Again, we find me furious.
Ironically what I had intended to be an example of my benevolence turned into me a fuming and cussing, even accusing her, in my mortification!
Then a light bulb went off.
This isn’t about the “good deed” or about the soup spilling all over my car and daughter. And though I was tempted to blame her for the spill, it wasn’t even her fault.
This is about how I choose to handle it, right now. This is about me being transformed by Jesus.
Self-conscious about the half empty Tupperware, dripping with soup, I sheepishly rang the doorbell and delivered my soup. Then I went to the car and calmly drove home. At home, after collecting my thoughts, I told her “You don’t need to feel badly about this because it wasn’t your fault!” If anything, I should have warned her that it might be messy or risky to pick up.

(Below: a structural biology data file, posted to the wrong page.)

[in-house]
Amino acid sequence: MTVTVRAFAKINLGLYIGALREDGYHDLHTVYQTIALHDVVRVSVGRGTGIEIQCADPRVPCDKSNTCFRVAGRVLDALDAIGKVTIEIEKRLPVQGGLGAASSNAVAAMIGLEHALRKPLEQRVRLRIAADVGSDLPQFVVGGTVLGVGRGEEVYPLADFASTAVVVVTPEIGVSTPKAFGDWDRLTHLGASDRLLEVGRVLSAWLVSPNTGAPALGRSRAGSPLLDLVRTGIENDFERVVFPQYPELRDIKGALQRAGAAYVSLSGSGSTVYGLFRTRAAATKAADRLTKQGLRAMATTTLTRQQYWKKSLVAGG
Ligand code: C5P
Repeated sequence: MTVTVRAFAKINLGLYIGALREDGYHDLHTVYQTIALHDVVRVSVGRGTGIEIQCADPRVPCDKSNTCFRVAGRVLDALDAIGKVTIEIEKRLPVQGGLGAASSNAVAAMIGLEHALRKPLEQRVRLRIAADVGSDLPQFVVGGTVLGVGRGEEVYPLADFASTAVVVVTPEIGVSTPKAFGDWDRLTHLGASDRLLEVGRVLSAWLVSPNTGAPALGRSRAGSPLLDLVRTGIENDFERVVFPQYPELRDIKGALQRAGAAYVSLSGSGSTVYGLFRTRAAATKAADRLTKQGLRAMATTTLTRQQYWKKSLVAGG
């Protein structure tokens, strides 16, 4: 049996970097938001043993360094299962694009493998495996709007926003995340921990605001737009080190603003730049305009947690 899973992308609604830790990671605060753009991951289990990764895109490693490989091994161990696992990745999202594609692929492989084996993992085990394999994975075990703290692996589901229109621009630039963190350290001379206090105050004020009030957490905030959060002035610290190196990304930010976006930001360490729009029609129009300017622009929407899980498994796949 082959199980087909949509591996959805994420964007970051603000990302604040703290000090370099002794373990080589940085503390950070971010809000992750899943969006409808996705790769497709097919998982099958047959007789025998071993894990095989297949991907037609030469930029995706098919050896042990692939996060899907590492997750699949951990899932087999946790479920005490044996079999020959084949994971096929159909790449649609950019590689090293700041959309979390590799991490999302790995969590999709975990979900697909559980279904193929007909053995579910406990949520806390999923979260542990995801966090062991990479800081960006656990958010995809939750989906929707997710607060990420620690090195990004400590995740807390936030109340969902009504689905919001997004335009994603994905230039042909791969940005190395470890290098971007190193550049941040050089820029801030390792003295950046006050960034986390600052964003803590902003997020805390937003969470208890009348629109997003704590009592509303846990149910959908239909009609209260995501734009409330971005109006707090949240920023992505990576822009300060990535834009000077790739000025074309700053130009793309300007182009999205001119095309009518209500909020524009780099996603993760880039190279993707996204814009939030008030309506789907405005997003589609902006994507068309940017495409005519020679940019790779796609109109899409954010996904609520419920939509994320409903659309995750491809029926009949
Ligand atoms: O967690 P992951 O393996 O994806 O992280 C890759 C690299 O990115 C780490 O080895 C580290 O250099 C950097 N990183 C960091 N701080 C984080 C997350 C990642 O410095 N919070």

So we cleaned up the car together, which was a lot like cleaning up vomit we both agreed, only it smelled really yummy. It was good soup. And we had another little disagreement. This time about whether “Drinking until you vomit” was the same as just social drinking. (Do I know a thing or two about that?) Still, she walked away from me into the house, sheeshing me about acting like an expert and saying that I was “wrong that I didn’t trust her ideas.” And I, once again, I was left alone fuming and wondering.
Now if she can just make the connection. If only I can too, more often be transformed.
Yes, faith transforms me, sometimes.
But we all, with unveiled face, beholding as in a mirror the glory of the Lord, are being transformed into the same image from glory to glory, just as by the Spirit of the Lord. 2 Cor 3:18